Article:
Zom wrote:For an arahant there are no dilemmas and "hard cases" - for example, no, he would not lie to Nazis (since he doesn't speak lie). I think, he would just keep silence. We see different situations as "dilemmas" because of our greed-hatred-delusion. So, actually, sila is "cut and dry". The problem is that for ignorant people it seems "not cut and dry". ;)


Well said. I agree.
It's not helpful to make up imaginary dilemmas and tie us up in knots with that. Rather we should face with the most possible clarity and courage the dilemmas that we actually encounter in our lives and try to see that they really are imaginary. Most of those dilemmas we can't even describe and talk about very much if we really want to solve and overcome them.

The Holocaust was not an imaginary dilemma.
Goodwill.
Daniel

I think you got me wrong. I say that our personal dilemmas (and that are those we're really dealing with, aren't they?) are imaginary and can be overcome. And actually that's the way of Dhamma, the way to arahantship. I think one can see it that way. If you're talking about an imagined holocaust scenario then you're not dealing with a personal problem that's part of your personal experience.
(And now don't accuse me of denying the holocaust or something, please. Try to not get me wrong.)
Now I don't want to undermine any good intentions in solving real problems which can of course entail talking about them. But one should not get lost too much in the theoretical and ask if sila is or is not absolute or things like that. It doesn't help. The point is to try as hard as possible to stick to sila in every circumstance. And I am sure that an arahant can really do that without difficulty and without causing harm, because he has solved his personal dilemmas once and for all. If we generalize such personal dilemmas it's only solidifying them. The popular lying to nazis about hiding jews example is not an example from reality. It's an abstraction. Many individual persons had to deal with this sort of dilemma but it was different in all cases, their personal dilemma was different in all cases. I hope this clarifies my point. :smile:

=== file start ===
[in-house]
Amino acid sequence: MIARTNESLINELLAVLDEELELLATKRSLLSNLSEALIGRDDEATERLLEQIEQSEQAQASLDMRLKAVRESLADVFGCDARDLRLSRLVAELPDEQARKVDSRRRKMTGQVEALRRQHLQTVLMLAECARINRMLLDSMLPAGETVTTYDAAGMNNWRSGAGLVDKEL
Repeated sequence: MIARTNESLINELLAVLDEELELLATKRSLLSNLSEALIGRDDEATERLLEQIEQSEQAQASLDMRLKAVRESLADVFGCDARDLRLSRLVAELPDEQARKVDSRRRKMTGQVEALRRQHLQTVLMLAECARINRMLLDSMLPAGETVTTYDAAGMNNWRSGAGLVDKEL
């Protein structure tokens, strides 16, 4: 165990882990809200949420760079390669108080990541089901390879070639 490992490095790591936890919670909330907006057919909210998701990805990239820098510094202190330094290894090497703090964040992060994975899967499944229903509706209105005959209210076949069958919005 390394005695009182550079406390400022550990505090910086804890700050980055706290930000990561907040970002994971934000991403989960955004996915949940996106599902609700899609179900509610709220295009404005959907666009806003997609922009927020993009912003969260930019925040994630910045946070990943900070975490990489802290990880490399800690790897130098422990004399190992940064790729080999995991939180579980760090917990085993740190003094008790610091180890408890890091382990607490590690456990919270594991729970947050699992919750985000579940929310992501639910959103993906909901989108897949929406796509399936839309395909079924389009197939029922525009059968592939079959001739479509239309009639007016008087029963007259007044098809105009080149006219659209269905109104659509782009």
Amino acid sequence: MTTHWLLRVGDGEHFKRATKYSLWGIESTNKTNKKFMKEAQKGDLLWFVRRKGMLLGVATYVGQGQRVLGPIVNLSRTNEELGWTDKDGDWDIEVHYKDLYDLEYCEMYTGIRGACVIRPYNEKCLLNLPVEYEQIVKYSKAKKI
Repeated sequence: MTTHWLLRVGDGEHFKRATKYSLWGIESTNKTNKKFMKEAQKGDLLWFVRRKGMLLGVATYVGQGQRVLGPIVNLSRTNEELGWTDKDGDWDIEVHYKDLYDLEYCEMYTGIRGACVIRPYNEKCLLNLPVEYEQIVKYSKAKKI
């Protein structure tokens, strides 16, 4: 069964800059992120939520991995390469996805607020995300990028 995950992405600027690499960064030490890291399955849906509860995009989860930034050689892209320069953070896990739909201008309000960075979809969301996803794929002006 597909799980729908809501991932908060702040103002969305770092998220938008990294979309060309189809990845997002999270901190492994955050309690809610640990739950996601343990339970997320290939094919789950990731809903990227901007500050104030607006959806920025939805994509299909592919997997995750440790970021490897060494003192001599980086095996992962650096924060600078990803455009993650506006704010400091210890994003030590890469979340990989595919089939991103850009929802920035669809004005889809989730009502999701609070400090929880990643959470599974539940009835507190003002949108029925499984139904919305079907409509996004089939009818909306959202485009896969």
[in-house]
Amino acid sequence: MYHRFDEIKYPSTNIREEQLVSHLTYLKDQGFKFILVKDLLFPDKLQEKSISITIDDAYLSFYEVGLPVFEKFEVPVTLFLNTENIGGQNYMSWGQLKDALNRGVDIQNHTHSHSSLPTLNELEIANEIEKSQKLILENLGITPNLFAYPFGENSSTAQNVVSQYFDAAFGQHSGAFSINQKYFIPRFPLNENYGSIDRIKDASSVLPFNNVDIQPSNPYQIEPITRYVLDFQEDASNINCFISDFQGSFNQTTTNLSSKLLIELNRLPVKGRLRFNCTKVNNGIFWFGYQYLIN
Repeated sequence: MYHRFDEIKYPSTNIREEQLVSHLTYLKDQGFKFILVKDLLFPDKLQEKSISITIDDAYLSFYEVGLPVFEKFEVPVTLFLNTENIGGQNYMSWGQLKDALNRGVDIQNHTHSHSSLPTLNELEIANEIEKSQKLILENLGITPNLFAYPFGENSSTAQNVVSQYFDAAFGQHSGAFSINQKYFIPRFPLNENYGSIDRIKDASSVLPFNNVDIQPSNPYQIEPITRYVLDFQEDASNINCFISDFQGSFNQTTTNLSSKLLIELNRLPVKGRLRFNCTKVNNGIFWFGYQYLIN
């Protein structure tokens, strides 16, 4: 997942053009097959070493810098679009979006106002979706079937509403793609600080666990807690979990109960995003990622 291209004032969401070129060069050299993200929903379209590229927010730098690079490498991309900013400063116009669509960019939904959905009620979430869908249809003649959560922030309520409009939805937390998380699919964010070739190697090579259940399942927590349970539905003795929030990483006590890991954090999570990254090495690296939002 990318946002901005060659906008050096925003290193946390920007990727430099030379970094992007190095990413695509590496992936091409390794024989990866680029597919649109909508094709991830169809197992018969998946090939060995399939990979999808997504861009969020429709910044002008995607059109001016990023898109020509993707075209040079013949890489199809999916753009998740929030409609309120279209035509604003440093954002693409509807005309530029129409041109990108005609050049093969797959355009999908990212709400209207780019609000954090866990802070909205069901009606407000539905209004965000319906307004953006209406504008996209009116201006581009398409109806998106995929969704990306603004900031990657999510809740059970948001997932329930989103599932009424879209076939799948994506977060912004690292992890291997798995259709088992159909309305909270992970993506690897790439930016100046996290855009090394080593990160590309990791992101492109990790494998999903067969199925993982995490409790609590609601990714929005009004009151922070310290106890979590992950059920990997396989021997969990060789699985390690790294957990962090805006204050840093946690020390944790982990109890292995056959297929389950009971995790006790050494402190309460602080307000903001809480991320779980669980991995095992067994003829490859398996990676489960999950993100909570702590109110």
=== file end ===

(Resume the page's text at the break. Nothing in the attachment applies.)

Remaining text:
Those who are ashamed of what they should be ashamed of, and are not ashamed of what they should not be ashamed of -- upholding true views, they do not go to states of woe.
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Re: Bhikkhu Bodhi Equivocating on Sīla?

Postby mikenz66 » Wed Feb 29, 2012 4:12 am

danieLion wrote:
mikenz66 wrote:I recall listening to this talk back in 2007, when studying the MN. To me, the particularly interesting point in this talk is that nowhere in the Suttas are there examples of difficult decisions about right or wrong. All the examples are very black and white.

What to make of this? Is pontificating about complex moral choices a waste of time in a Dhammic context?

Good observation. Didn't Ven. Bodhi contextualize his comments with the very point that nowhere in the Suttas are there examples of difficult decisions.

I thought that's what I just said... :tongue:
danieLion wrote:I took it to mean he was implying a systematic moral imposition from the text transmitters.

I don't really understand this comment.

danieLion wrote:To clarify:
Out of all the moral compasses I've tried, the Buddha's is the most practical and often does provide clear-cut direction. That's why I brought this up. It's the first time I'd heard Ven. Bodhi engage in situational ethical discussion. He always struck me as a staunch sila moralist. Again, sila is very valuable and the more I use it the more conviction I have in the Dhamma and the Buddha's presentation of it.
Goodwill
Daniel

These are the sort of issues that the students would come up with, so discussing them makes sense. I think he's a very skilled teacher who is trying to get the students to think about the issues. After raising this issue he goes on to discuss the rest of the advice to Rahula about how to behave, so perhaps the underlying message is: "there are these dilemmas" ... "this is how you should approach it" [by carrying out these examinations...].

I think this is a very good point:
perkele wrote:I think you got me wrong. I say that our personal dilemmas (and that are those we're really dealing with, aren't they?) are imaginary and can be overcome. And actually that's the way of Dhamma, the way to arahantship. I think one can see it that way. If you're talking about an imagined holocaust scenario then you're not dealing with a personal problem that's part of your personal experience.
(And now don't accuse me of denying the holocaust or something, please. Try to not get me wrong.)

If faced with an actual dilemma, I think the least of my worries would be the intellectual logical exercise part of these scenarios. The real problem would be summoning up my moral courage. Not an easy task. As Zom says:
Zom wrote:For an arahant there are no dilemmas and "hard cases" - for example, no, he would not lie to Nazis (since he doesn't speak lie). I think, he would just keep silence. We see different situations as "dilemmas" because of our greed-hatred-delusion. So, actually, sila is "cut and dry". The problem is that for ignorant people it seems "not cut and dry". ;)